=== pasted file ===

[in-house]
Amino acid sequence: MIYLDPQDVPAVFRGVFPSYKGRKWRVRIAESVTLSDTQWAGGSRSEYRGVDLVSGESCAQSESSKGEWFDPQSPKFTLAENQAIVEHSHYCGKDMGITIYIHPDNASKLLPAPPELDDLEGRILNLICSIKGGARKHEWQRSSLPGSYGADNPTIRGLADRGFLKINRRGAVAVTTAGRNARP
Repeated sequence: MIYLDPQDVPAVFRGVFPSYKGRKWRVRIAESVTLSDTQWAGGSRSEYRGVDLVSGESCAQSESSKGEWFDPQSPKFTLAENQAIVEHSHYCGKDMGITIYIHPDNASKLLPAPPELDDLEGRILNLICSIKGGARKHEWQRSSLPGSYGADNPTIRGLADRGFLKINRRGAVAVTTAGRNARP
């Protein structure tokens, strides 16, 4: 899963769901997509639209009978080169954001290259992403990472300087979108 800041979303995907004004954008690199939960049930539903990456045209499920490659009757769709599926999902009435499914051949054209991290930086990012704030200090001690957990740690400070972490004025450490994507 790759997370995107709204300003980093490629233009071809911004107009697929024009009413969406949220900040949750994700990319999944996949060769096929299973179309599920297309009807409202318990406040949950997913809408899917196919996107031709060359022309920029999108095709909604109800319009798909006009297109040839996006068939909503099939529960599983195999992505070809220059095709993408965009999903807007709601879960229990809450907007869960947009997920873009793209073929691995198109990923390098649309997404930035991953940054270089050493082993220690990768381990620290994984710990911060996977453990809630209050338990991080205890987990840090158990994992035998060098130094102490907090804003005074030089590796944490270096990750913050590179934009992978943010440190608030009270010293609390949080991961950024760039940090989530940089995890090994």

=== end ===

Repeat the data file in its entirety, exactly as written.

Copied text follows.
[in-house]
Amino acid sequence: MIYLDPQDVPAVFRGVFPSYKGRKWRVRIAESVTLSDTQWAGGSRSEYRGVDLVSGESCAQSESSKGEWFDPQSPKFTLAENQAIVEHSHYCGKDMGITIYIHPDNASKLLPAPPELDDLEGRILNLICSIKGGARKHEWQRSSLPGSYGADNPTIRGLADRGFLKINRRGAVAVTTAGRNARP
Repeated sequence: MIYLDPQDVPAVFRGVFPSYKGRKWRVRIAESVTLSDTQWAGGSRSEYRGVDLVSGESCAQSESSKGEWFDPQSPKFTLAENQAIVEHSHYCGKDMGITIYIHPDNASKLLPAPPELDDLEGRILNLICSIKGGARKHEWQRSSLPGSYGADNPTIRGLADRGFLKINRRGAVAVTTAGRNARP
């Protein structure tokens, strides 16, 4: 899963769901997509639209009978080169954001290259992403990472300087979108 800041979303995907004004954008690199939960049930539903990456045209499920490659009757769709599926999902009435499914051949054209991290930086990012704030200090001690957990740690400070972490004025450490994507 790759997370995107709204300003980093490629233009071809911004107009697929024009009413969406949220900040949750994700990319999944996949060769096929299973179309599920297309009807409202318990406040949950997913809408899917196919996107031709060359022309920029999108095709909604109800319009798909006009297109040839996006068939909503099939529960599983195999992505070809220059095709993408965009999903807007709601879960229990809450907007869960947009997920873009793209073929691995198109990923390098649309997404930035991953940054270089050493082993220690990768381990620290994984710990911060996977453990809630209050338990991080205890987990840090158990994992035998060098130094102490907090804003005074030089590796944490270096990750913050590179934009992978943010440190608030009270010293609390949080991961950024760039940090989530940089995890090994």